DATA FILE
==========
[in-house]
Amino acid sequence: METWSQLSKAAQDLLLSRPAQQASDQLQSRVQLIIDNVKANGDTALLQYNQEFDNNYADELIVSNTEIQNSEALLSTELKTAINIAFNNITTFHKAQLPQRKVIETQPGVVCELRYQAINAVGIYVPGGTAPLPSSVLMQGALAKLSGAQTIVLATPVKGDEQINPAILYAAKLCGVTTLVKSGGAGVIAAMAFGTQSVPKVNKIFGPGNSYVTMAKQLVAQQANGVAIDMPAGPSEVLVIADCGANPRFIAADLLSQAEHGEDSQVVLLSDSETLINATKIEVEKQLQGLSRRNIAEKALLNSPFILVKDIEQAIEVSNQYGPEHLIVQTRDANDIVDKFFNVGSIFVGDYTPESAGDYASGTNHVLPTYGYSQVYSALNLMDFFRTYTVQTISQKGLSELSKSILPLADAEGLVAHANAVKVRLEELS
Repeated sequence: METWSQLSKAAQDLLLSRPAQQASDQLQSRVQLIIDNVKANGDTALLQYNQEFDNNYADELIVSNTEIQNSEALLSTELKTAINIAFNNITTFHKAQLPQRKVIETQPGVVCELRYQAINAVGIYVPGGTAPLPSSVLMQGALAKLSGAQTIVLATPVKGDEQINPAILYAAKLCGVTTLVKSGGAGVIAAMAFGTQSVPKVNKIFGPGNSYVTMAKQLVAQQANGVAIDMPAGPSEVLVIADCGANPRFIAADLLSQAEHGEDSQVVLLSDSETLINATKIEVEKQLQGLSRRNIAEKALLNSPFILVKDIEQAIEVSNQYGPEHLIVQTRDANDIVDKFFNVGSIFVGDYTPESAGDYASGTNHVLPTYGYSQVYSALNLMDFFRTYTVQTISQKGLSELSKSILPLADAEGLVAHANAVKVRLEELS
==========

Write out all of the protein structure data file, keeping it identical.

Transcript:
[in-house]
Amino acid sequence: METWSQLSKAAQDLLLSRPAQQASDQLQSRVQLIIDNVKANGDTALLQYNQEFDNNYADELIVSNTEIQNSEALLSTELKTAINIAFNNITTFHKAQLPQRKVIETQPGVVCELRYQAINAVGIYVPGGTAPLPSSVLMQGALAKLSGAQTIVLATPVKGDEQINPAILYAAKLCGVTTLVKSGGAGVIAAMAFGTQSVPKVNKIFGPGNSYVTMAKQLVAQQANGVAIDMPAGPSEVLVIADCGANPRFIAADLLSQAEHGEDSQVVLLSDSETLINATKIEVEKQLQGLSRRNIAEKALLNSPFILVKDIEQAIEVSNQYGPEHLIVQTRDANDIVDKFFNVGSIFVGDYTPESAGDYASGTNHVLPTYGYSQVYSALNLMDFFRTYTVQTISQKGLSELSKSILPLADAEGLVAHANAVKVRLEELS
Repeated sequence: METWSQLSKAAQDLLLSRPAQQASDQLQSRVQLIIDNVKANGDTALLQYNQEFDNNYADELIVSNTEIQNSEALLSTELKTAINIAFNNITTFHKAQLPQRKVIETQPGVVCELRYQAINAVGIYVPGGTAPLPSSVLMQGALAKLSGAQTIVLATPVKGDEQINPAILYAAKLCGVTTLVKSGGAGVIAAMAFGTQSVPKVNKIFGPGNSYVTMAKQLVAQQANGVAIDMPAGPSEVLVIADCGANPRFIAADLLSQAEHGEDSQVVLLSDSETLINATKIEVEKQLQGLSRRNIAEKALLNSPFILVKDIEQAIEVSNQYGPEHLIVQTRDANDIVDKFFNVGSIFVGDYTPESAGDYASGTNHVLPTYGYSQVYSALNLMDFFRTYTVQTISQKGLSELSKSILPLADAEGLVAHANAVKVRLEELS